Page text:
As I state in this recent article at The Spinoff I see Auckland as around half way through a roughly 30 year long programme to retro-fit a complete Rapid Transit Network to itself.
Cities are of course never finished, and nor are their transport systems, but at the end of this period Auckland will have something new and powerful in its very structure: A complete city-wide top tier integrated Strategic Transit Network fed and supported by the Frequent Network below it: A complementary mirror to the city’s motorway and arterial road networks. Adding a desperately needed balance to the city’s transport systems, and providing a springboard for the city’s current spatial shift, and necessary tool in the lowering of the carbon intensity of our city’s worst performer: the transport system.
Taking the opening of the old Chief Post Office in 2003 as Britomart Station as the start of this reinvention of Auckland as a Transit city, our agencies have spent the last decade and a half rebuilding the existing rail network for intra-city passenger use, and adding and improving one new route, the Northern Busway. This work, along with significant improvements to other layers of the system (especially the New Network and Integrated ticketing) has been rewarded with consistently rising uptake:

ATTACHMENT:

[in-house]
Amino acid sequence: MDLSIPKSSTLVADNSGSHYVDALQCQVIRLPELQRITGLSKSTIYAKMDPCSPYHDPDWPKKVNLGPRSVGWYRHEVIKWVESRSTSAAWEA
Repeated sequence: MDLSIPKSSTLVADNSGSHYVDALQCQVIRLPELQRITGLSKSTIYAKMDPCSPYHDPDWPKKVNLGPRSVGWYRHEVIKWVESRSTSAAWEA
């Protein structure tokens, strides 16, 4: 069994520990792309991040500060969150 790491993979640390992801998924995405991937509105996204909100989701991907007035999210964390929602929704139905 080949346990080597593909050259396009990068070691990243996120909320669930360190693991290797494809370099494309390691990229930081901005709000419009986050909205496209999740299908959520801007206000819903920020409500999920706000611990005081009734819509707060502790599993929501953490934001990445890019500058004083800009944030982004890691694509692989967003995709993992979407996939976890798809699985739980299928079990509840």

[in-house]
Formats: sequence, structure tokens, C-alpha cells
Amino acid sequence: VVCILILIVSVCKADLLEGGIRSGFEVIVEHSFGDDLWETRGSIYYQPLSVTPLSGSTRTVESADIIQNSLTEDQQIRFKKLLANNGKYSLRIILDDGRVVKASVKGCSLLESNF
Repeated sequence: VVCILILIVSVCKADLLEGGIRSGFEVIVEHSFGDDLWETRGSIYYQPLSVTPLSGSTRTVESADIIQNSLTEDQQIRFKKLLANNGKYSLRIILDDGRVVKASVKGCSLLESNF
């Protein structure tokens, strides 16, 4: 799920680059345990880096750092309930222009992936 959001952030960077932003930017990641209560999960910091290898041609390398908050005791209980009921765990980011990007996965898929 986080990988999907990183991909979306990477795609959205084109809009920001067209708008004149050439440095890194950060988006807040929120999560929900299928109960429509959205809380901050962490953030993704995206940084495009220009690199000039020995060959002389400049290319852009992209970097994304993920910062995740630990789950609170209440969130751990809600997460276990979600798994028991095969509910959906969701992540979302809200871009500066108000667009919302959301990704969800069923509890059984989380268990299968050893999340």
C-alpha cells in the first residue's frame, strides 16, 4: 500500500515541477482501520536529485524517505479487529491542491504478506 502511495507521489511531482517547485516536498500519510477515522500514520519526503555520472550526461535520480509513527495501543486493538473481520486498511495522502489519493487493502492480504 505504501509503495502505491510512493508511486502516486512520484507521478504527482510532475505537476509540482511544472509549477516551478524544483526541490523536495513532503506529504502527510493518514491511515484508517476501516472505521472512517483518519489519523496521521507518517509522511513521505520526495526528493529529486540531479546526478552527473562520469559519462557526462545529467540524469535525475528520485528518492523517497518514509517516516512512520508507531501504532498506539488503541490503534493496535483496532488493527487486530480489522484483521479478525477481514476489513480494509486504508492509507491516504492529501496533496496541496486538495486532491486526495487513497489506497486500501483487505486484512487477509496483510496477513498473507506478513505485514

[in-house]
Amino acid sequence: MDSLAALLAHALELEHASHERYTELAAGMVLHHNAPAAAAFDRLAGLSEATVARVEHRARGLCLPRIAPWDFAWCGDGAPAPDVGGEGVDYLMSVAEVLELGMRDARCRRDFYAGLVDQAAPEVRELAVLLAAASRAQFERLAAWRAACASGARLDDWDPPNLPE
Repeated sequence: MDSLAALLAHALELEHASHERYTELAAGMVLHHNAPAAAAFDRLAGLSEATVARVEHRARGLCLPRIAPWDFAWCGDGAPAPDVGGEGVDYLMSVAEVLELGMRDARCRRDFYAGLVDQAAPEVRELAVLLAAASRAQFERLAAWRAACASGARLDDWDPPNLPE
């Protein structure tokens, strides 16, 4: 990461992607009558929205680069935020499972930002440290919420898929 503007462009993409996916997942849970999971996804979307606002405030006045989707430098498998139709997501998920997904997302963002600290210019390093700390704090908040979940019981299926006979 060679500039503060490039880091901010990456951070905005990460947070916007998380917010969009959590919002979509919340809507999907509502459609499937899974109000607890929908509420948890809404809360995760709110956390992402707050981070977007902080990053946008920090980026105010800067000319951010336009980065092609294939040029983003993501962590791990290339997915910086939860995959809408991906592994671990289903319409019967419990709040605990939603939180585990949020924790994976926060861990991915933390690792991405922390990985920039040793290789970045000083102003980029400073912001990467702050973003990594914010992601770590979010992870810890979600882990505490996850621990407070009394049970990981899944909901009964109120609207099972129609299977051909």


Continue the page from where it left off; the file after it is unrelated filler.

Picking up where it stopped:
It is now time to add the rest of the network.
Which AT and NZTA are doing, as a result of the current government and council accelerating this plan. Some parts of this are further advanced than others and Matt has written here about the value of communicating this in network terms, especially visually.
It’s fair to say that at the start there wasn’t a whole city plan, but rather a drive to get something working. A desire led by the then Regional Council, City Council, and rail supporters to revive passenger rail on the existing network, and by transport planners and the then Clark-led government to build a busway to help relieve SH1 and Harbour Bridge congestion pressures. And happily those two separate schemes both proved tremendously successful and sufficiently complementary to form the beginnings of a full Strategic Network for Auckland. This opportunity was first promoted by advocates on this site, and soon taken up, in various forms, by our official agencies. Most completely now through the combined Council/Government ATAP process, below is the most recent network design:
From the Auckland Plan:
The rapid transit network will need to play a central role in meeting the travel needs of a fast-growing region, as well as supporting and shaping Auckland’s growth and urban form.
In particular, only rapid transit can:
efficiently move large numbers of people to intensely developed places like the city centre and other major centres
dramatically increase the number of people able to travel between major parts of Auckland (north, central, west and south)
provide a fast and reliable travel option that encourages people out of their cars for longer-distance journeys
deliver long-lasting access improvements to areas near rapid transit stations, which improves their attractiveness for redevelopment.